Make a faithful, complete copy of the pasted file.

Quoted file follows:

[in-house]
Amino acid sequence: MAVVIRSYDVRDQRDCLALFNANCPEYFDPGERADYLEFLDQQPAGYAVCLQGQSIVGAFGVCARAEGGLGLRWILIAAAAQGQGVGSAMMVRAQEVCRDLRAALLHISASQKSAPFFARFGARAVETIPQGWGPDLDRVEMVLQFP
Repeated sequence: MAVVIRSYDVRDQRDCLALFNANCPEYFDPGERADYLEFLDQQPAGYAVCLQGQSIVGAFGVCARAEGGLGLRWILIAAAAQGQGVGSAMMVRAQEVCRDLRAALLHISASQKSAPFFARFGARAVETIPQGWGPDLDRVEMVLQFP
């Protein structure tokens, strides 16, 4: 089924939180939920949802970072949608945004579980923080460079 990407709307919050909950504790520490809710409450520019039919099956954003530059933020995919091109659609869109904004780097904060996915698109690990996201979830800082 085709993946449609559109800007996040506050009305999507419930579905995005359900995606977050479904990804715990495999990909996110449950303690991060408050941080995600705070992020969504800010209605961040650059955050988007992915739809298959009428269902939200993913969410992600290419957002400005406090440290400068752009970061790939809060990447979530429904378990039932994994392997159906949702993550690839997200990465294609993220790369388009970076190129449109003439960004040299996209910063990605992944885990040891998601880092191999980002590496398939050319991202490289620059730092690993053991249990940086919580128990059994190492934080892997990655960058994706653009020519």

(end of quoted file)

[in-house]
Amino acid sequence: MAVVIRSYDVRDQRDCLALFNANCPEYFDPGERADYLEFLDQQPAGYAVCLQGQSIVGAFGVCARAEGGLGLRWILIAAAAQGQGVGSAMMVRAQEVCRDLRAALLHISASQKSAPFFARFGARAVETIPQGWGPDLDRVEMVLQFP
Repeated sequence: MAVVIRSYDVRDQRDCLALFNANCPEYFDPGERADYLEFLDQQPAGYAVCLQGQSIVGAFGVCARAEGGLGLRWILIAAAAQGQGVGSAMMVRAQEVCRDLRAALLHISASQKSAPFFARFGARAVETIPQGWGPDLDRVEMVLQFP
């Protein structure tokens, strides 16, 4: 089924939180939920949802970072949608945004579980923080460079 990407709307919050909950504790520490809710409450520019039919099956954003530059933020995919091109659609869109904004780097904060996915698109690990996201979830800082 085709993946449609559109800007996040506050009305999507419930579905995005359900995606977050479904990804715990495999990909996110449950303690991060408050941080995600705070992020969504800010209605961040650059955050988007992915739809298959009428269902939200993913969410992600290419957002400005406090440290400068752009970061790939809060990447979530429904378990039932994994392997159906949702993550690839997200990465294609993220790369388009970076190129449109003439960004040299996209910063990605992944885990040891998601880092191999980002590496398939050319991202490289620059730092690993053991249990940086919580128990059994190492934080892997990655960058994706653009020519």